Friday, October 15, 2010

Did smoking, profanity cause a rift between Mark Teixeira and Ron Washington?

There's a story in today's Daily News about Mark Teixeira and Ron Washington not exactly being BFFs when Tex was on the Texas Rangers. But what are the reasons behind it? Among other things, according to the article, "former teammates and a club executive said Teixeira complained of Washington's penchant for profanity and smoking in the dugout."

While I don't doubt that the two of them had a conflict - Washington acknowledges as much in the article - I wonder if those two things are really some of the reasons the two of them reportedly didn't get along.

First of all, unless Mark is challenging Tony Dungy these days, he has to be used to hearing profanity, even from the manager. But if this is the case, guess Teixeira won't be palling around with Jets coach Rex Ryan, eh?

Second is the "smoking in the dugout" accusation. Did Washington do it? It's possible. However, as Squawker Jon noted, even famous Mets smoker Keith Hernandez went to the clubhouse to get his tobacco fix. Joe DiMaggio would smoke in the Yankee tunnel. Even Jim Leyland, the famous smoker/manager in the game, doesn't get away with smoking in the dugout anymore. There are laws at almost every stadium these days banning smoking.

At any rate, as a former smoker, I wouldn't blame Teixeira for complaining about this if it happened. I don't really like breathing tobacco smoke now (I always said I wouldn't become one of those hectoring, judgemental ex-smokers when I quit, but it does bother my lungs.) And if I were a professional athlete, I'd be peeved to be around smoking in such an enclosed space during the game.

Anyhow, in an interview with the News, Washington didn't directly address what caused friction between them, but said something happened:
"It was a one-night thing where something happened in a ballgame and I called him on it. From that point on, I guess he disliked me," Washington told the Daily News. "Other than that I always felt I gave him the respect that he deserved.

"More than anything else we didn't get a chance to get to know each other," Washington continued. "If he'd have stayed around long enough, he'd have understood better what I meant by questioning him on some things. But the next thing you know, it was out of hand.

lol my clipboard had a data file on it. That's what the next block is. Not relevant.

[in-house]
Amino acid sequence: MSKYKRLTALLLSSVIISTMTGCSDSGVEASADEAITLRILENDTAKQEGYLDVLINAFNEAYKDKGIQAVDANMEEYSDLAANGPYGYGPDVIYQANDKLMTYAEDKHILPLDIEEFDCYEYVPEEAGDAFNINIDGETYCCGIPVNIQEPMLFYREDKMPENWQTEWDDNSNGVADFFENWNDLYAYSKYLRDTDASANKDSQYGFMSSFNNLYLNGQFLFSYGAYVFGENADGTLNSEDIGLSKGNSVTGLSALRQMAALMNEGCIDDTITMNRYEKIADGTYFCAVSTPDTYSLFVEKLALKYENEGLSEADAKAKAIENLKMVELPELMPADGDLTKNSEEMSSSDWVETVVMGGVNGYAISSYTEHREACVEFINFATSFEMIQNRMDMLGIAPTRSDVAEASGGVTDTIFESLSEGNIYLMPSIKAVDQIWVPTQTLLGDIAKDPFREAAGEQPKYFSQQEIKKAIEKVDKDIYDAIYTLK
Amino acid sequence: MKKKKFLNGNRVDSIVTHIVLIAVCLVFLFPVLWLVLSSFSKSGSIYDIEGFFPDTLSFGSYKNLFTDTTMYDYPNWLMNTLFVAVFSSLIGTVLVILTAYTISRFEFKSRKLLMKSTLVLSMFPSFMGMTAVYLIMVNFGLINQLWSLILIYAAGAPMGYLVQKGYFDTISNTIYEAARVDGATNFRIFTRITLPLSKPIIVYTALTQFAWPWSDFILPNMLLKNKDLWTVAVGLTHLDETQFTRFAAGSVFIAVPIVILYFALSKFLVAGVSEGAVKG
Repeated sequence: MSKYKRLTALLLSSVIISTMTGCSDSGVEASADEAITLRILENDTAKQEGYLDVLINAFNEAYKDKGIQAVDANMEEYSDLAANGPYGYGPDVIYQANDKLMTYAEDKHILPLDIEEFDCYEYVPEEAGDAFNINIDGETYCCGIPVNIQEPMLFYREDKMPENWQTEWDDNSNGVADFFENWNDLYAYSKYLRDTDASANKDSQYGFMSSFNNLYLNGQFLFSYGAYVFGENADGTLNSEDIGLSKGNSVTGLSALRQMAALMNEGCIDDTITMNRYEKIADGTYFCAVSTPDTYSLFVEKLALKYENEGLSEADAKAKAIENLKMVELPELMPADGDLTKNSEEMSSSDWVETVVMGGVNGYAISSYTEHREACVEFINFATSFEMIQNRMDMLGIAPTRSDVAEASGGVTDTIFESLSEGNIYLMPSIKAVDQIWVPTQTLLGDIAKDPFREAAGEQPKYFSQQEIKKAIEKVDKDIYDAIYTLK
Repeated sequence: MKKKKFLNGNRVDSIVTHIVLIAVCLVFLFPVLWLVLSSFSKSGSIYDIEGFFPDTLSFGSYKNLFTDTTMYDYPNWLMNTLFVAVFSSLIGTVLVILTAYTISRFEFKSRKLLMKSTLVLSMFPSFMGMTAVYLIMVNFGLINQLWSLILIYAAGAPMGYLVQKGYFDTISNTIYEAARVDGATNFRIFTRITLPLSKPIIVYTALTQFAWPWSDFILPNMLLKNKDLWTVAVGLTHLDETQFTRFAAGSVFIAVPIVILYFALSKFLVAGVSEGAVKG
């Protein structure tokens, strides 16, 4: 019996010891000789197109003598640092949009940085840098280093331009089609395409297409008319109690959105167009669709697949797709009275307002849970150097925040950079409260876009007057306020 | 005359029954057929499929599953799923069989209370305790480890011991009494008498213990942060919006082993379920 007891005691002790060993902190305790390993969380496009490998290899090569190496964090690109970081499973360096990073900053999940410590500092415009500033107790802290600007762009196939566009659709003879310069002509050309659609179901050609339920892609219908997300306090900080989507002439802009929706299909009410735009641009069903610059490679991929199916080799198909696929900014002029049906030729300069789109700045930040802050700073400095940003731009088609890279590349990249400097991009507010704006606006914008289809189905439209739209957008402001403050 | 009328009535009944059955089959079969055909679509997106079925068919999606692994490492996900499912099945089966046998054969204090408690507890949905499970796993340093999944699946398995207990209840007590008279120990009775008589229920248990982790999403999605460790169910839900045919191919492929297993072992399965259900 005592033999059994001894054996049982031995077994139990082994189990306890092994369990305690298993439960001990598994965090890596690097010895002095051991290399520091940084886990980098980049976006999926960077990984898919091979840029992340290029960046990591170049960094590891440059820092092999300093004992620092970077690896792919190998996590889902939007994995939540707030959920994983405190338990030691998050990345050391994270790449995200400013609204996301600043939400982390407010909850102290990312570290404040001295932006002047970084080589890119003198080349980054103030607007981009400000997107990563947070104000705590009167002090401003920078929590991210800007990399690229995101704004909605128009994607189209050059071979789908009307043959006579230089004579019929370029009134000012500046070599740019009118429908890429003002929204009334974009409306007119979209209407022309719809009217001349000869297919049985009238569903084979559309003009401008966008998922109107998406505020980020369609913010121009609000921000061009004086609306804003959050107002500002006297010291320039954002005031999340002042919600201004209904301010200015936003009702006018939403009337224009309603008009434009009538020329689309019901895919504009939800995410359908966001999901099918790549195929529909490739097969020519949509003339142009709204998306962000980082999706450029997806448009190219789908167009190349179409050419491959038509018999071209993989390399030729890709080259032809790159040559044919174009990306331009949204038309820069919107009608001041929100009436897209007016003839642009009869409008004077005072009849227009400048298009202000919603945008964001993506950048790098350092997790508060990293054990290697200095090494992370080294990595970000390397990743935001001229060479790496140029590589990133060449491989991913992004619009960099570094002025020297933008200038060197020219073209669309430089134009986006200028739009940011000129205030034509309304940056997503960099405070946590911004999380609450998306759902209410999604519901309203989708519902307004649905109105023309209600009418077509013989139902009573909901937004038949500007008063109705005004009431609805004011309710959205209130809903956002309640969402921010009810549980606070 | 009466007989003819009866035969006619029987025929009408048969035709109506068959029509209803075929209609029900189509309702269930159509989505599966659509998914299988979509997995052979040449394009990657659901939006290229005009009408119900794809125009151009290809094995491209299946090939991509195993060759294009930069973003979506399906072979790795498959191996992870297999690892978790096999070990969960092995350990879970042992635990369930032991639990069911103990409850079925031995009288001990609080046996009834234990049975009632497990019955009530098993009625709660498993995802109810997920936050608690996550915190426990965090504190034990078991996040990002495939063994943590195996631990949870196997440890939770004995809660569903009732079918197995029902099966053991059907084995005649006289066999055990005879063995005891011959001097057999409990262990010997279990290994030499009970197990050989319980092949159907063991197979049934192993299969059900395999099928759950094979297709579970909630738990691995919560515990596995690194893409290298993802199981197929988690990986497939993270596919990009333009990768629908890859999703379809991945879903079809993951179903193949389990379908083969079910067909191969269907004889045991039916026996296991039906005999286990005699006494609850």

"I never had animosity toward him, but when I had something to say to him I said it."
Saying that you gave somebody "the respect that he deserved" isn't always a compliment, though!

According to the paper, Washington said he never heard the smoking/profanity complaints. But he does say:

"One time I had something to say and he was the guy I said it to," Washington said. "He said something back. And I went right back at him. It was just about the game of baseball, his ideas versus my ideas. But I am the manager."
 When asked about the issue, Teixeira responded:
"I really don't know what he's talking about. That was a long time ago," Teixeira said. "I was here for four months with him and I was on the DL for a month."
Wonder what the real story is here.

What do you think? Tell us about it.

1 comment:

Uncle Mike said...

If Teixeira had a problem with profanity, I suspect he has a problem with it on the Yankees, too. I find it hard to believe that Nick Swisher does not, at least once a day, have to say, "Oops. Sorry, Teix." And I'm sure he's heard A.J. Burnett say, "(Bleep)! Why can't I get the (bleep)ing ball over the (bleeperbleeping) plate anymore?" Then there's Joba, who wants to bet that he couldn't, to use the line from "My Fair Lady," "make a sailor blush"?

This dovetails (now THAT sounds dirty) with Lisa's post about Mickey Mantle. Roger Kahn, later the author of "The Boys of Summer," was once asked to do a magazine piece on him, and objected, saying Mantle was a bad interview, partly because "Every third word out of his mouth is (bleep)!"

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